“New businesses to serve travelers grew rapidly (and provided) jobs and economic booms to local communities,” Heisch said. “The development of the interstate system subsequently drew these same businesses away from Route 66.
“The result of visitors seeking this special American experience makes it possible to preserve and adapt for new uses of many of the icons that motorists of the mid-20th century saw on family vacations and business trips.”
That includes my memory of a 1947 trip from Oklahoma City to Los Angeles on Route 66 in my family's 1939 Chevrolet. It was the only extended vacation my parents were able to take while I was growing up in Oklahoma City.
“For the ultimate Route 66 experience, visitors can enjoy the Route 66 Museum in Clinton,” said Pat Smith, director of the OHS museum.
“Visitors can learn about the dreams and labor needed to make the road a reality. They can experience the Dust Bowl as thousands streamed along the road to the ‘land of promise.' They can listen to sounds of the Big Band Era, the roar of trucks and the ‘welcome home' cries for soldiers returning home. They can touch the counter and sit in the booth of a 1950s diner. The museum also offers changing special exhibits, focusing on the Route 66 experience.”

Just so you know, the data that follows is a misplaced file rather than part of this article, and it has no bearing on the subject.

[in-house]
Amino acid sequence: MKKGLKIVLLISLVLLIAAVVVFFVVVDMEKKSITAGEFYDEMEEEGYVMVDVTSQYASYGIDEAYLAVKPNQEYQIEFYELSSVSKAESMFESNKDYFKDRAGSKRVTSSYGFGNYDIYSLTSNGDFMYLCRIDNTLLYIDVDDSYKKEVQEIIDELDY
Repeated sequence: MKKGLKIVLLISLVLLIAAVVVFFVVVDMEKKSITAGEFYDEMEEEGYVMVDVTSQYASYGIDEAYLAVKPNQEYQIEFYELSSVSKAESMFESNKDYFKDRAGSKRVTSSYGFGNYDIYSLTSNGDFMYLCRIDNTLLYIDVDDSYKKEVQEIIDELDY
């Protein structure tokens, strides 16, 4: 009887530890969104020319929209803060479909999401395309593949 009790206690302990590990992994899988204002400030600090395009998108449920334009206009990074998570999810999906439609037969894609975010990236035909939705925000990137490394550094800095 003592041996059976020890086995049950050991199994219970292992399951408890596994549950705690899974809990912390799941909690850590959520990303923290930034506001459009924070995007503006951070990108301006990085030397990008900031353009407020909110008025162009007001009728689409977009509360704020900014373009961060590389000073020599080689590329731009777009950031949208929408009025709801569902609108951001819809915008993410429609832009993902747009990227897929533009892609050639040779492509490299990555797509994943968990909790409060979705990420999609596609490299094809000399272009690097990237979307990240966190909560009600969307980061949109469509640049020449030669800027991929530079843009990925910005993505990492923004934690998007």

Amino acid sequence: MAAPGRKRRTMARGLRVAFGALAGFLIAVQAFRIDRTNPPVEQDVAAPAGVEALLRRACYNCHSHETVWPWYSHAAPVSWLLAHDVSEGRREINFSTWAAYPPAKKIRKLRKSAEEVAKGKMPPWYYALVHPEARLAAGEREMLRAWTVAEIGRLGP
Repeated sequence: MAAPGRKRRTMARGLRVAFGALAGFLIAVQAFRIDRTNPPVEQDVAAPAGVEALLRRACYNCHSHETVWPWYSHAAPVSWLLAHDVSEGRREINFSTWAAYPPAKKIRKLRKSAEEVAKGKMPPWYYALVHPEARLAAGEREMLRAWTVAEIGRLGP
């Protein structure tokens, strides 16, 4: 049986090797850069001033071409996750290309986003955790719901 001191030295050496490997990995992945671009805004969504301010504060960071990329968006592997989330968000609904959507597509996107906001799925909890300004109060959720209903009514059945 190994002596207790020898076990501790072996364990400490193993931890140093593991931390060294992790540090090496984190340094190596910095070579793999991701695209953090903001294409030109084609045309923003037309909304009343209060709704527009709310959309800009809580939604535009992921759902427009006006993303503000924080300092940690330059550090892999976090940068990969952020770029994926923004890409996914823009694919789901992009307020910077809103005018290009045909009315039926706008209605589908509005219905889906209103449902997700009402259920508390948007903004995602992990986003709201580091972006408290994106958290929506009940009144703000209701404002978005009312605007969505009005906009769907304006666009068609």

To access the mobile tour, call 415-0626 and listen to the brief introduction and instructions. Route 66 sites, numbered 1 through 72, can be accessed by using a telephone keypad. The recording will discuss the name, location and a brief narrative for that particular stop. To move to another stop, enter the next number when prompted.
The list and a map of stops can be found at www.okhistory.org/route66mobiletour. Visitors with smartphones can link to more information about each stop and about Historic Route 66 in general. The tour is made available through the services of OnCell Systems Inc.